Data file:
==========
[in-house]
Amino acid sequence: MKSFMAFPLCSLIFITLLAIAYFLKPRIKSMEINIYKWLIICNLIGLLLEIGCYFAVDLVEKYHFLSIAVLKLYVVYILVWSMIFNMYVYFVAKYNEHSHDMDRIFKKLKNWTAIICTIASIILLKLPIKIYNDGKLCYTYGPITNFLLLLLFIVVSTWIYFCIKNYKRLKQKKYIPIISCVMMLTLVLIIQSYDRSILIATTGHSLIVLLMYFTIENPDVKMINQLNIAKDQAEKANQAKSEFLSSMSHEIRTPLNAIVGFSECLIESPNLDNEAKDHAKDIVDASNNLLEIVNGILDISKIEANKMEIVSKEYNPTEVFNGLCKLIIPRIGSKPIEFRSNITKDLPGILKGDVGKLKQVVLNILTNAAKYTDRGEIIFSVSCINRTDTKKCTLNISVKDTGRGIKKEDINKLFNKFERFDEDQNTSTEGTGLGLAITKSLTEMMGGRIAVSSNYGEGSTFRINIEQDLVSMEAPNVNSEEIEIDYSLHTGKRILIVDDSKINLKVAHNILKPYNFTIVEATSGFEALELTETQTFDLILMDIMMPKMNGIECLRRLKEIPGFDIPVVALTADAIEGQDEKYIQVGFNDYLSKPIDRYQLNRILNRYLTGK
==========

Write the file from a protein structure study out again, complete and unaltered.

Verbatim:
[in-house]
Amino acid sequence: MKSFMAFPLCSLIFITLLAIAYFLKPRIKSMEINIYKWLIICNLIGLLLEIGCYFAVDLVEKYHFLSIAVLKLYVVYILVWSMIFNMYVYFVAKYNEHSHDMDRIFKKLKNWTAIICTIASIILLKLPIKIYNDGKLCYTYGPITNFLLLLLFIVVSTWIYFCIKNYKRLKQKKYIPIISCVMMLTLVLIIQSYDRSILIATTGHSLIVLLMYFTIENPDVKMINQLNIAKDQAEKANQAKSEFLSSMSHEIRTPLNAIVGFSECLIESPNLDNEAKDHAKDIVDASNNLLEIVNGILDISKIEANKMEIVSKEYNPTEVFNGLCKLIIPRIGSKPIEFRSNITKDLPGILKGDVGKLKQVVLNILTNAAKYTDRGEIIFSVSCINRTDTKKCTLNISVKDTGRGIKKEDINKLFNKFERFDEDQNTSTEGTGLGLAITKSLTEMMGGRIAVSSNYGEGSTFRINIEQDLVSMEAPNVNSEEIEIDYSLHTGKRILIVDDSKINLKVAHNILKPYNFTIVEATSGFEALELTETQTFDLILMDIMMPKMNGIECLRRLKEIPGFDIPVVALTADAIEGQDEKYIQVGFNDYLSKPIDRYQLNRILNRYLTGK